1. The component library for lazarus, the LCL is similar in many ways, to the VCL library for Delphi, but there are differences, the biggest being the many components in the VCL that are not in lazarus. As a means of learning Delphi programming, this seems to me to be the biggest shortcoming.

  2. The IDE for Lazarus is similar in many ways to the Delphi 7 IDE (and older versions) and looks nothing at all, and works nothing at all, like modern Delphi IDE versions. So your learning of Lazarus would be somewhat transferable to the now-ancient version Delphi 7, but wouldn't be of much use in knowing your way around the delphi IDE. Installation of packages works completely differently too. Delphi has true support for packages, whereas lazarus rebuilds and relinks itself in order to add more "designtime components" to itself.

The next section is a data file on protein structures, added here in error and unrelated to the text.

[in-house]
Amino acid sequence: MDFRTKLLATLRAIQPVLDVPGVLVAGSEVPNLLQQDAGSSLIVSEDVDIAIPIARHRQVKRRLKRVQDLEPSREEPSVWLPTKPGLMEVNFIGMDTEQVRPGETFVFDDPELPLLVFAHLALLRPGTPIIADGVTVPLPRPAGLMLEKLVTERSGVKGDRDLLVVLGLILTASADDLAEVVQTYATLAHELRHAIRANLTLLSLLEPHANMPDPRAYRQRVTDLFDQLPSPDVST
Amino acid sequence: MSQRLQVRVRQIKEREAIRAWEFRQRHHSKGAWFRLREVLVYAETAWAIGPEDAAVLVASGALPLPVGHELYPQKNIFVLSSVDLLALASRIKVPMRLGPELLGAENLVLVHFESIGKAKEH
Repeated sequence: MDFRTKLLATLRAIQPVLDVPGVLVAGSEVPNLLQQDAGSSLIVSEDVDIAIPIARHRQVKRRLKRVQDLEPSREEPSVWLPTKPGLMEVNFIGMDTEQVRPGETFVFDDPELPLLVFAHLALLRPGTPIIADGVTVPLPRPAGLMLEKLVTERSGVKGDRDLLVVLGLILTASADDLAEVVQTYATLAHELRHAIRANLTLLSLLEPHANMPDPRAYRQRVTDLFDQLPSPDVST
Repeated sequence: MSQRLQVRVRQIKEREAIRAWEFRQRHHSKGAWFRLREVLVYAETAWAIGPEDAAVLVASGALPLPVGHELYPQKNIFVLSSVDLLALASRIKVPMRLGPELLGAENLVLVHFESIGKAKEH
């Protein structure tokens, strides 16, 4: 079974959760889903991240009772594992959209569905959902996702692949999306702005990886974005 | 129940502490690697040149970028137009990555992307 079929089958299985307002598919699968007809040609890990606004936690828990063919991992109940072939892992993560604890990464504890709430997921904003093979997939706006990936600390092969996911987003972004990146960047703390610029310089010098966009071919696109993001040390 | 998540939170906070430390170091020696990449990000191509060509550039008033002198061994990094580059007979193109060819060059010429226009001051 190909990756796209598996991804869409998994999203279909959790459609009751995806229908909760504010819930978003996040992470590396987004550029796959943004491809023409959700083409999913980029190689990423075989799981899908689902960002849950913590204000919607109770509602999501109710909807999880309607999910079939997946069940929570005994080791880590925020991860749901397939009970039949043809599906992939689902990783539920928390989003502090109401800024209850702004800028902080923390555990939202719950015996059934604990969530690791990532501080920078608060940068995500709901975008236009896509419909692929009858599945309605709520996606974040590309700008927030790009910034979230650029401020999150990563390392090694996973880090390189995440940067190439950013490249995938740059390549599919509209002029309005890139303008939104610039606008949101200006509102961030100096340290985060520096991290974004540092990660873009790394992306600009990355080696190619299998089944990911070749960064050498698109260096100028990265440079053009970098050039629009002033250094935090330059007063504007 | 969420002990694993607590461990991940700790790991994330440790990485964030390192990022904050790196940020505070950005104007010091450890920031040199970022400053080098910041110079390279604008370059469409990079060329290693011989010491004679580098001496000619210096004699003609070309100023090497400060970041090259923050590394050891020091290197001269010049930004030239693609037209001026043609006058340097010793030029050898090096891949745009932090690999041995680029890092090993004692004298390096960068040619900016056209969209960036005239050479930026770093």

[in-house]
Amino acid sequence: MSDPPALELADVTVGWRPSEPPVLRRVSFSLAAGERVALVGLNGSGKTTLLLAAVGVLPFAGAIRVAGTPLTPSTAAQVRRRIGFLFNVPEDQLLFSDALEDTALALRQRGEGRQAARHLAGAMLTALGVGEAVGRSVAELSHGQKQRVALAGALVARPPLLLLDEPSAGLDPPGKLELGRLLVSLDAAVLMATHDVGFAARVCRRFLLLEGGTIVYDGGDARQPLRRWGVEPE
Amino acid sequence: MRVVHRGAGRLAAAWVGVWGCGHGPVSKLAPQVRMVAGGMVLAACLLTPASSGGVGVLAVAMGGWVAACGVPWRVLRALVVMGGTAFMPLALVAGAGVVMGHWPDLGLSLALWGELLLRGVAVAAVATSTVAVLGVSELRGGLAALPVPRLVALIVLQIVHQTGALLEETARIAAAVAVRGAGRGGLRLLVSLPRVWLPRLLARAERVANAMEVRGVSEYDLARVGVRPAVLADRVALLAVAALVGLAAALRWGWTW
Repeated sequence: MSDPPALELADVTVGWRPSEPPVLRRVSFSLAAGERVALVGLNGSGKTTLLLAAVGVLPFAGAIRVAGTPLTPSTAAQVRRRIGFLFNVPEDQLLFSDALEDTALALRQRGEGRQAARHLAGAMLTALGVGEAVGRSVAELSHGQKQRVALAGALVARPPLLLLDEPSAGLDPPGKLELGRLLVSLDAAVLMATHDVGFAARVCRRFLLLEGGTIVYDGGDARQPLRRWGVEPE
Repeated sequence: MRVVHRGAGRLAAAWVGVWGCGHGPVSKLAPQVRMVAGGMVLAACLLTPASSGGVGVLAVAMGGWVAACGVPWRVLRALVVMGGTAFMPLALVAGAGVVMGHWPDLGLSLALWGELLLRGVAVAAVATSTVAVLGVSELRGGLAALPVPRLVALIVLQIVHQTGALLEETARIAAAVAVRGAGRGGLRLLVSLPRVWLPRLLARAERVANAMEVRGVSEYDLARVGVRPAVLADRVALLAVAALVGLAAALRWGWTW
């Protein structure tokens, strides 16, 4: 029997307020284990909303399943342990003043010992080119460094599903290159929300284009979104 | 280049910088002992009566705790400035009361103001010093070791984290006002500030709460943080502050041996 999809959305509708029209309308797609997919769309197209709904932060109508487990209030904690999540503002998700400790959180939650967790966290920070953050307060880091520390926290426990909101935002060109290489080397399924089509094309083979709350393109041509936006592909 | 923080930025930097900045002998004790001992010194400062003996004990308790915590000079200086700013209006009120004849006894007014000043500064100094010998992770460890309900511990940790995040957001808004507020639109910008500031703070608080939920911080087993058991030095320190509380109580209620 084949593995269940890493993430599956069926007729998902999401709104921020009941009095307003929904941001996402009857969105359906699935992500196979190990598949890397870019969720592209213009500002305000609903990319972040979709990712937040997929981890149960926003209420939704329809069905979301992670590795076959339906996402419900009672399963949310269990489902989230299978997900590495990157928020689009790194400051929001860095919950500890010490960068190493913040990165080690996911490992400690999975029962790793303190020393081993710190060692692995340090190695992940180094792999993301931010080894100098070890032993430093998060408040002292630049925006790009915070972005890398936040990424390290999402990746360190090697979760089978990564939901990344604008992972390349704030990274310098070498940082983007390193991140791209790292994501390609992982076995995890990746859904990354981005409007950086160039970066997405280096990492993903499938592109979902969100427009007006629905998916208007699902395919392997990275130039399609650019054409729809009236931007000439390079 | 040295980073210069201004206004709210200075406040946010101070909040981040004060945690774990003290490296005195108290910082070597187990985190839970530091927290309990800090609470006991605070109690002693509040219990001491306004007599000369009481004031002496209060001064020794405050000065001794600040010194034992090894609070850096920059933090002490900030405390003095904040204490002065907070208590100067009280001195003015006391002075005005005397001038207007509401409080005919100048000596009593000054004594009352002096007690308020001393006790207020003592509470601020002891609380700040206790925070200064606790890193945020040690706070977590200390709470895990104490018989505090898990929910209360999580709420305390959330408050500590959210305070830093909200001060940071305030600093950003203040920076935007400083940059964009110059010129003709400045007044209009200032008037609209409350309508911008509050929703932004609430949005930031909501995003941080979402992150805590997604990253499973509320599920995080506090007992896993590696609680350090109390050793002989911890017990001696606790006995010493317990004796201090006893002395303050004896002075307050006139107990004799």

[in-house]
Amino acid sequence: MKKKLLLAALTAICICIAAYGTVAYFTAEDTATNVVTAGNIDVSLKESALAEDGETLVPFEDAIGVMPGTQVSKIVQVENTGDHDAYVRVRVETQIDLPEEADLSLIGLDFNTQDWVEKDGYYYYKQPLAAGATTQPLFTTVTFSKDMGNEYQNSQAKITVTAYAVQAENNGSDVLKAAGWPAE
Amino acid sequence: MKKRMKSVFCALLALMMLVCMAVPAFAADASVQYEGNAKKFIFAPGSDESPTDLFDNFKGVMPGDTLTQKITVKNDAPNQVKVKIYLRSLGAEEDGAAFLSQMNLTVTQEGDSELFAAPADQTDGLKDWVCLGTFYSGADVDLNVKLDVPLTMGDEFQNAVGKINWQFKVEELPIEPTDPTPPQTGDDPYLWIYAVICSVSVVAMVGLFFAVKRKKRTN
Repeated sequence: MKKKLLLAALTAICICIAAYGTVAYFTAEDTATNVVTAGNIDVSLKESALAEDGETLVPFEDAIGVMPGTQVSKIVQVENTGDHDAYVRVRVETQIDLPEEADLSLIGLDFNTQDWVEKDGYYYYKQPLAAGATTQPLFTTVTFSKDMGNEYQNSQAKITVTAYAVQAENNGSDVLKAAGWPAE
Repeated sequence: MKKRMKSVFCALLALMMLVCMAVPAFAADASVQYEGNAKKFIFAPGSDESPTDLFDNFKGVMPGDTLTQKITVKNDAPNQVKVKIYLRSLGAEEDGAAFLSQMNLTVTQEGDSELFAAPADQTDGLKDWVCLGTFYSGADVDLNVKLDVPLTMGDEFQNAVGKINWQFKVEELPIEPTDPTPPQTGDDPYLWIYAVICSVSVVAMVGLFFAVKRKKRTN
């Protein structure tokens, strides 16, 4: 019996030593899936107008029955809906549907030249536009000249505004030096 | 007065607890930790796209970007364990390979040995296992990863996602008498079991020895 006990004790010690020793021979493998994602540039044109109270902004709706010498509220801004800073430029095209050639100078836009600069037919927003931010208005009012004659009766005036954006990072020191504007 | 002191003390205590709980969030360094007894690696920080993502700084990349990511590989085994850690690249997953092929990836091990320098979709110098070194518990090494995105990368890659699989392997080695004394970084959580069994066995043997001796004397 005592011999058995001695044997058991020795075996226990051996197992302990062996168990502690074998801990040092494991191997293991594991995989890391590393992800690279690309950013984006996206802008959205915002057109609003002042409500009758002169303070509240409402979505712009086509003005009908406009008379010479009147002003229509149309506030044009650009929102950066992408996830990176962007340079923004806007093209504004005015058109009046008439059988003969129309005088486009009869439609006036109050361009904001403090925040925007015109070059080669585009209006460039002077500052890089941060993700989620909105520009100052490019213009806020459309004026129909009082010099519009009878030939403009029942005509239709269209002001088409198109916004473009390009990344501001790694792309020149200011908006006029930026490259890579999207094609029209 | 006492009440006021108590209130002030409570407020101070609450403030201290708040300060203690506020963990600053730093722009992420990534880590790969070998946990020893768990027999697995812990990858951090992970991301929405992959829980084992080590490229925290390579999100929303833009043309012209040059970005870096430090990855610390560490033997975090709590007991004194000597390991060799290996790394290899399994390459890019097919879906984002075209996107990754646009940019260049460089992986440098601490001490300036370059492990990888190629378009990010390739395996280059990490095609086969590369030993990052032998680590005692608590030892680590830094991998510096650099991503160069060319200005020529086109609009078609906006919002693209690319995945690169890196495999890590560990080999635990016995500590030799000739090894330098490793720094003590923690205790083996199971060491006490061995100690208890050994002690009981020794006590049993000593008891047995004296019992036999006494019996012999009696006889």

3. The base languages are also almost identical, but I would expect to find some strange differences. There is some brief description of the differences on Wikipedia.

I agree with Kico; The delphi starter edition is not expensive.

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I think you need to declare your affiliation to Embarcadero when answering such questions. I think your answer is honest and independent, but I still think you should state that you are employed by Emba. – David Heffernan Aug 22 '11 at 20:21
@David: AFAIK, Warren is not an Embarcadero employee anymore. – Rudy Velthuis Aug 22 '11 at 22:13
Warren is currently not an Embarcadero employee. – Bruce McGee Aug 23 '11 at 0:23